5 Ways to Find Part-time Work

When it comes to employment and parenting, sometimes it really is possible to have your cake and eat it too. Working part-time gives women the opportunity to get back into the workforce (or to enter it for the first time) while giving them time to be present for their children.

But how does one secure a part-time position? Career expert Dana Manciagli, author of Cut the Crap, Get a Job (spring 2013), shares her tips for finding – and landing – the ideal part-time gig.

1.    Seek opportunities on sites specifically geared toward part-time work like CareerBuilder.com and CoolWorks.com. She also suggests being open to different ways of being hired. “Some people are hired as a part-time employee while others are hired as a contractor,” she says. “Women should manage their expectations about the title or the way they can be hired.”

2.    Take time to learn how to effectively use job sites and social media outlets. “Social media and websites are the next generation of finding part-time work, but to really get value out of them spend time learning how to use them – don’t just post your resume and think you’re done,” she says.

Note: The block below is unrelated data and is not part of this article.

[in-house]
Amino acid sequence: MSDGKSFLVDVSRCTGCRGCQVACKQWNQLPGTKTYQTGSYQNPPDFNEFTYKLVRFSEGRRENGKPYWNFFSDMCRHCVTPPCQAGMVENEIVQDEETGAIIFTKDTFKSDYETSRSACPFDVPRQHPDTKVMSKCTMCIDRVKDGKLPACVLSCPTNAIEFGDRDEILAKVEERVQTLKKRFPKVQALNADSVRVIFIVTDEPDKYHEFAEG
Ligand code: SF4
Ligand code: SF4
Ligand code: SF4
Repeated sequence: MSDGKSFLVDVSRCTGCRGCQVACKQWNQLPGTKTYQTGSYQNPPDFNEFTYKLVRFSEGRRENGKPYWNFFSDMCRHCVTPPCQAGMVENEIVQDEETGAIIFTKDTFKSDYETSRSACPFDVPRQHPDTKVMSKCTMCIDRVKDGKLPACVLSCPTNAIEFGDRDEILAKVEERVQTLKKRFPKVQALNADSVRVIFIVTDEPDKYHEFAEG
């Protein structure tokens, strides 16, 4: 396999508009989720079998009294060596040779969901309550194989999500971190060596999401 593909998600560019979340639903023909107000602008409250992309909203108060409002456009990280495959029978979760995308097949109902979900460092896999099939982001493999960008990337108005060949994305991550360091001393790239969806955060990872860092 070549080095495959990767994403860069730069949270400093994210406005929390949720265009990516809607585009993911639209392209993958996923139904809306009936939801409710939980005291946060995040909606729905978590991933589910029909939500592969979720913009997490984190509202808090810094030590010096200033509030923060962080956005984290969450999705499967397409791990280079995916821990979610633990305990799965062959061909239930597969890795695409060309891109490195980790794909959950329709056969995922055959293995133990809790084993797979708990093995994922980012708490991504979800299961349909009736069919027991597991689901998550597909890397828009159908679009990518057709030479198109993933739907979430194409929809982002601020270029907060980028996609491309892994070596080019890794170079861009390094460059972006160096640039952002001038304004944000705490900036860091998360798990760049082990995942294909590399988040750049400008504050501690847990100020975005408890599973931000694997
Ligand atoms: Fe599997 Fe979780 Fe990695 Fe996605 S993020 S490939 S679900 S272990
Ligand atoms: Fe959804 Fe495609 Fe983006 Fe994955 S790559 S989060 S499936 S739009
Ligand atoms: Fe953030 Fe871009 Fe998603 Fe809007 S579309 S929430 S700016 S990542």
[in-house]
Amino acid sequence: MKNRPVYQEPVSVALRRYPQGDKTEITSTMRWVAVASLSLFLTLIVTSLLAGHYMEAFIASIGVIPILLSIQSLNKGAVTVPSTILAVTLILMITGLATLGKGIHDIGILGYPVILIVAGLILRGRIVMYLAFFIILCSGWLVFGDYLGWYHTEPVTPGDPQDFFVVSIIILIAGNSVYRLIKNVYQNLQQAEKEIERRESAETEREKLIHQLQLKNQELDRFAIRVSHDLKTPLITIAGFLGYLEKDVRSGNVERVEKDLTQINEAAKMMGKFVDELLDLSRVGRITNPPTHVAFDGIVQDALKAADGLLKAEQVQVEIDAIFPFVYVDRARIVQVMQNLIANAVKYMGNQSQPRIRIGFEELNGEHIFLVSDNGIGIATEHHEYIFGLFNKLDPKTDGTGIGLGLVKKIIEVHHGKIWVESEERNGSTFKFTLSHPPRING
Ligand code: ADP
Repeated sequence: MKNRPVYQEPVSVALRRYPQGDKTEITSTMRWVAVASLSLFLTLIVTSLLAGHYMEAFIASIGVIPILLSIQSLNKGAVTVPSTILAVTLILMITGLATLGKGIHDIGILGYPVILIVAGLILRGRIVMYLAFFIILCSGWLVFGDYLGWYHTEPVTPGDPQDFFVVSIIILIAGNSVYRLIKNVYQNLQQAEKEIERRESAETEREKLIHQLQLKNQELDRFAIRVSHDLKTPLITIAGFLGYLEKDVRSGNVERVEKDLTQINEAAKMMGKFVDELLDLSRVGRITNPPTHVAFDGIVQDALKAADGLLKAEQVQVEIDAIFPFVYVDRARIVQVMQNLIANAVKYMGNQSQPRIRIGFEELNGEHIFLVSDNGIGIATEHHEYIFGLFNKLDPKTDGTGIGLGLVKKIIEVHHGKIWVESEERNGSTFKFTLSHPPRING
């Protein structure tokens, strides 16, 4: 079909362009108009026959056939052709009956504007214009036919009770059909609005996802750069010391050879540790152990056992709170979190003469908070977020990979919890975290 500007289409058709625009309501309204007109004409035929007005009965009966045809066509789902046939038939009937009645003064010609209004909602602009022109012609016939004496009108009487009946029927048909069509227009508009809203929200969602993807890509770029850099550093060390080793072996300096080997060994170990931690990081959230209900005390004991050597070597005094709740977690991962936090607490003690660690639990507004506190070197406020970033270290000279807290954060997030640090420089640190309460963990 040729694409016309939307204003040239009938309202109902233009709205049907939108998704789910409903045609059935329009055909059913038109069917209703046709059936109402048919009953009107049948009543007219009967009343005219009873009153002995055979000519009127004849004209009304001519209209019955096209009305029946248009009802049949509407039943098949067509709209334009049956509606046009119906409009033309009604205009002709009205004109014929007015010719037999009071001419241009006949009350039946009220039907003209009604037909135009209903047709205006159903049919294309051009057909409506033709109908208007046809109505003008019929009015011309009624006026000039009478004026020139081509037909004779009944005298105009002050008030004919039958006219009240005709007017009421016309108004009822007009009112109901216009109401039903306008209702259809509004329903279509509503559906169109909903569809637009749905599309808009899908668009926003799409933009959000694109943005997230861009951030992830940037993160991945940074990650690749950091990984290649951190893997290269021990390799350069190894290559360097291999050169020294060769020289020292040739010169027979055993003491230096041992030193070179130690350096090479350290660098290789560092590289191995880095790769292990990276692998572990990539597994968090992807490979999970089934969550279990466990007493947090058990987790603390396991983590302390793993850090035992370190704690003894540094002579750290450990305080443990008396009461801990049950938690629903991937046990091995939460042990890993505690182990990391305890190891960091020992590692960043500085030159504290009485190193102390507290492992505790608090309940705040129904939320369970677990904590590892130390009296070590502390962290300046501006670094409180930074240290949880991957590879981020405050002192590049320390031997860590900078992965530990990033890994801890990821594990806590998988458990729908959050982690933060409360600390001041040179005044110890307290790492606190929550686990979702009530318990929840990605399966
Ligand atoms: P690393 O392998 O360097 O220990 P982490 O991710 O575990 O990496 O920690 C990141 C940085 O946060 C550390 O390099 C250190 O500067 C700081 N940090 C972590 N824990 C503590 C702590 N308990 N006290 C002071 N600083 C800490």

3.    Be proud of your skills. Manciagli encourages women to stand behind their skills. “The mindset of the part-time mommy is her first hurdle,” she says. “These women often don’t think they have any skills, but mothers have skills that they cultivated before babies as well as those they mastered while managing their households. One mom I worked with added, “CEO of my household” to her resume. After 14 years as a stay-at-home mom, she is now working at Microsoft.”

4.    Never apologize for any amount of time you took off to raise your children. When it comes time to recount the time you spent out of the workforce raising your kids, Manciagli suggests that women promote the skills they earned at home – flexibility, attention to detail, multi-tasking. “You have skills,” she says. “Whether the hiring manager is a man or a woman, they will understand those skills.

5.    Describe, up front, how you will be able to find time for your part-time work. “Get ahead of one of the biggest challenges working moms will face – a hiring manager’s belief that you won’t be able to give the job the time it needs” says Manciagli. “Tell them from the start how you will be able to do part-time work, i.e. ‘I’m committed to your company and excited to work for you and I’d like to tell you how I’m going to be able to take care of my kids and dedicate time to you. I have a nanny coming every day for four hours, I have a closed door office, etc.’”